How the Eye Works: The Basics of Vision
The eye contains may different parts that work together to make vision possible. Many people do not understand how the eyes work, however. A lack of understanding about the parts and function of the eyes could make retinal diseases and conditions like tears of detachment seem confusing.
Dr. David J. Parks take time with patients at his Beverly Hills, CA office to go over the basics of vision. Right now, the Pacific Retina Specialists team would like to cover how the eye works in simple terms.
The Parts of the Eye
Before getting into the way the eye works, let’s go over the parts of the key parts of the eye:
- The Cornea - The cornea is the clear, dome-like outer surface of the eye.
- The Sclera - The sclera is the white part of the eye.
- The Iris - The iris is the colored part of the eye.
- The Pupil - The pupil is the dark circular opening in the iris.
- The Lens - The lens is located inside the eye and is important for focusing light.
- The Vitreous - The vitreous is the clear, gel-like substance inside of the eye.
- The Retina - The retina is the light-sensitive tissue at the back of the eye.
- The Optic Nerve - The optic nerve carries light signals to your brain.
Now knowing all of the parts of the eye, let’s get into the basics of how vision works.
Light Enters the Eye
Light first passes through the cornea, which bends the light in a manner such that it can enter the pupil. If there is too little or too much light, the iris can open or close to allow more light or less light in.
As the light enters the pupil, it then hits the lens of the eye. Like the lends of a camera, the eye’s lens can lengthen or shorten its width in order to properly focus the light.
Light and the Retina
After being focused by the lens of the eye, the light passes through the vitreous gel, the substance that allows the eye to maintain its round shape. The light is all focused to a point on the retina.
The retina has many parts, but the key one we want to focus on are the photoreceptor cells. There are two kinds of photoreceptors: rods and cones. Rods work with low light levels and are essential for night vision. Cones are essential for color vision. There are three kinds of cones: red, blue, and green. The human eye contains about 6 million cones.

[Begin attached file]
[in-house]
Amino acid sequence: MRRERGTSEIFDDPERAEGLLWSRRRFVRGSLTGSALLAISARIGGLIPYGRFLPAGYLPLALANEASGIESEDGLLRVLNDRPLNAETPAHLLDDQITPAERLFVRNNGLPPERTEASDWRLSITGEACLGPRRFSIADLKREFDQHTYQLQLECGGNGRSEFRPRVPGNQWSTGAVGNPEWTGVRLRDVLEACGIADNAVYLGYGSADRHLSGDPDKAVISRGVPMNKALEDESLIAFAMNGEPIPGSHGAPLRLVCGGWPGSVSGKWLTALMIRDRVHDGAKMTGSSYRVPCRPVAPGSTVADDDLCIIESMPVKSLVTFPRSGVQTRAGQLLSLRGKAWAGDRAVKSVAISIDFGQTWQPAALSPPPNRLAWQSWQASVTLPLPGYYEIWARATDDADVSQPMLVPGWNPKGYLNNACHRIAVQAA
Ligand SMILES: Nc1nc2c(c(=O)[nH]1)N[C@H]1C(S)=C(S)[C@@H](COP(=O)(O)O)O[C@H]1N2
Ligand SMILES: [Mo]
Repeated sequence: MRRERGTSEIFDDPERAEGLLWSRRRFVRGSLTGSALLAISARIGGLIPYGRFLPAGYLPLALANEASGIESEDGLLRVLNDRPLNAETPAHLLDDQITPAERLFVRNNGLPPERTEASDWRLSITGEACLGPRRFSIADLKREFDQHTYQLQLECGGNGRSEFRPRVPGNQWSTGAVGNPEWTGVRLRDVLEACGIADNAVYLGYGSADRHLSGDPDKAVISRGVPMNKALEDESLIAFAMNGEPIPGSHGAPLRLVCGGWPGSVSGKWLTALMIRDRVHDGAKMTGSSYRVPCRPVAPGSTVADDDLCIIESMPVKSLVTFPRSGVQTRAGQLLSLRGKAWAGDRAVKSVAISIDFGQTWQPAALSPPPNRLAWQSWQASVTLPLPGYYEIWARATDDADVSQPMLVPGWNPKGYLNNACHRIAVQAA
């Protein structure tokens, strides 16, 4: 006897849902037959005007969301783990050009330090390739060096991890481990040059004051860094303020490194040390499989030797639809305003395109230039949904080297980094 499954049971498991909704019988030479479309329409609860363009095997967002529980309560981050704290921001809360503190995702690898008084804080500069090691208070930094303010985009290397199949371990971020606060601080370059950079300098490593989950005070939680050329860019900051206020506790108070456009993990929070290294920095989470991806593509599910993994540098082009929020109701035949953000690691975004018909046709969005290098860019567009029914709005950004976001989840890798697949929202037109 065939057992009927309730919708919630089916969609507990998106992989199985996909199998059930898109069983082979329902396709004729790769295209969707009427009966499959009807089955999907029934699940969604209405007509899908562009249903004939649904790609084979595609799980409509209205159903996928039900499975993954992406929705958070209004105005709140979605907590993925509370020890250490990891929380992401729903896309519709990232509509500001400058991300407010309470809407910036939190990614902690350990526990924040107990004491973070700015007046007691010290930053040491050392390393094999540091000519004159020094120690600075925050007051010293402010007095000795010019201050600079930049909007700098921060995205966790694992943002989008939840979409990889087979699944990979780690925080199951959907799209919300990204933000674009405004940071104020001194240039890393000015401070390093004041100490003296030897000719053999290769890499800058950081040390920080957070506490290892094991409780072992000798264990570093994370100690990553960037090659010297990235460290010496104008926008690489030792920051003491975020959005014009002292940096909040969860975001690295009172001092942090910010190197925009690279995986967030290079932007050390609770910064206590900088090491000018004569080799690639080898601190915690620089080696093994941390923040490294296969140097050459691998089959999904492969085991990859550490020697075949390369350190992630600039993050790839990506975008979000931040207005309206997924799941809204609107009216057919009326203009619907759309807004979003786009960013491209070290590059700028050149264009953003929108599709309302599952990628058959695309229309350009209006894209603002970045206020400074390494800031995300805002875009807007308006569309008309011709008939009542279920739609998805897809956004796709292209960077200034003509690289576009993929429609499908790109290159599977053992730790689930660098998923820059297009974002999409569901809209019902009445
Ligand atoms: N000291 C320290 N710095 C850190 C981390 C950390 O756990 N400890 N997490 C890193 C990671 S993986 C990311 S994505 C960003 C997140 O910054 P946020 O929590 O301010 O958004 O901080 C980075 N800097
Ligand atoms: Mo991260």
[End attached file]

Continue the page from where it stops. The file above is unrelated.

The Optic Nerve and the Brain
The rods and cones in the retina help interpret the light signals that travels through the eye. These light signals are interpreted into millions of light signals that are sent into the optic nerve. All of these visual signals are then relayed to the brain to be interpreted into images.
What Does This Mean About Vision Problems?
As you can imagine, the with so many different parts of the eye, visions problems can occur when one part or multiple parts of the eye no longer function properly. Problems with the cornea, for instance, can result in refractive errors such as myopia (nearsightedness), hyperopia (farsightedness), and astigmatism. Issues with the retina could result in major vision problems since the photoreceptors could be damaged or not functioning properly.
During an eye exam, we will be sure to perform a full eye exam and look at all of the parts of your eye to figure out what problem(s) you may be experiencing.
Learn More About Vision Care and Eye Health
To learn more about eye health and your vision, we encourage you to contact Pacific Retina Specialists. Our team is here to provide you with answers to your questions and information on your concerns. You can also reach our office by phone at (310) 289-3666.